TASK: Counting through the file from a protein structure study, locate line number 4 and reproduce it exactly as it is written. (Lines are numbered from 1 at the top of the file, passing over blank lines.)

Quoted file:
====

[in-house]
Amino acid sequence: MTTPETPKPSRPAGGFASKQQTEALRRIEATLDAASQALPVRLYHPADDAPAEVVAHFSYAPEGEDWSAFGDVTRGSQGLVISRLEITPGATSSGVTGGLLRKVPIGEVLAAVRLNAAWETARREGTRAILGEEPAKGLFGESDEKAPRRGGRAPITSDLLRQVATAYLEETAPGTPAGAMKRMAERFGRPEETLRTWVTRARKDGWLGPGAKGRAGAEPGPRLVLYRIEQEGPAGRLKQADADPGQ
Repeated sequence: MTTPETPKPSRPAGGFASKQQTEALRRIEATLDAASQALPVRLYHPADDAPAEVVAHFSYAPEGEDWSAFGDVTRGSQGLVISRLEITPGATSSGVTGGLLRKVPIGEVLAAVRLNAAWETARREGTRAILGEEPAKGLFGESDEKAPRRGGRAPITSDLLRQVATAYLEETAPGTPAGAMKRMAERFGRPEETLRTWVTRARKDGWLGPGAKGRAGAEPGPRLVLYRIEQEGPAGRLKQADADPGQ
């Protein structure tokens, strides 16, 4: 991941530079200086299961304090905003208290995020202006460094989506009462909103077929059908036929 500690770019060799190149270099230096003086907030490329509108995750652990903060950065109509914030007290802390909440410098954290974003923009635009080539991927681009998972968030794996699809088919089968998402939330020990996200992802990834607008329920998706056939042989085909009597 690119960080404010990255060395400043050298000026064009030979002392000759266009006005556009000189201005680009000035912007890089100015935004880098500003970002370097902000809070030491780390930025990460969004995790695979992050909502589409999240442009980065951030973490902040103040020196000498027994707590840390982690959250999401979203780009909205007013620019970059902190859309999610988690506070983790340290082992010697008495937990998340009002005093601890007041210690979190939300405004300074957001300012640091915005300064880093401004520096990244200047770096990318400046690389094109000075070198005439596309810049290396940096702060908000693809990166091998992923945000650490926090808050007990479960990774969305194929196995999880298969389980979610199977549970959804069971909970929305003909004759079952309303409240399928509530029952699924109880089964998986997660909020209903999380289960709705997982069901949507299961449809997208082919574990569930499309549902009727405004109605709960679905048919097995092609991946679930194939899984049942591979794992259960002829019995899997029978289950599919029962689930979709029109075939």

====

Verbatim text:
């Protein structure tokens, strides 16, 4: 991941530079200086299961304090905003208290995020202006460094989506009462909103077929059908036929 500690770019060799190149270099230096003086907030490329509108995750652990903060950065109509914030007290802390909440410098954290974003923009635009080539991927681009998972968030794996699809088919089968998402939330020990996200992802990834607008329920998706056939042989085909009597 690119960080404010990255060395400043050298000026064009030979002392000759266009006005556009000189201005680009000035912007890089100015935004880098500003970002370097902000809070030491780390930025990460969004995790695979992050909502589409999240442009980065951030973490902040103040020196000498027994707590840390982690959250999401979203780009909205007013620019970059902190859309999610988690506070983790340290082992010697008495937990998340009002005093601890007041210690979190939300405004300074957001300012640091915005300064880093401004520096990244200047770096990318400046690389094109000075070198005439596309810049290396940096702060908000693809990166091998992923945000650490926090808050007990479960990774969305194929196995999880298969389980979610199977549970959804069971909970929305003909004759079952309303409240399928509530029952699924109880089964998986997660909020209903999380289960709705997982069901949507299961449809997208082919574990569930499309549902009727405004109605709960679905048919097995092609991946679930194939899984049942591979794992259960002829019995899997029978289950599919029962689930979709029109075939």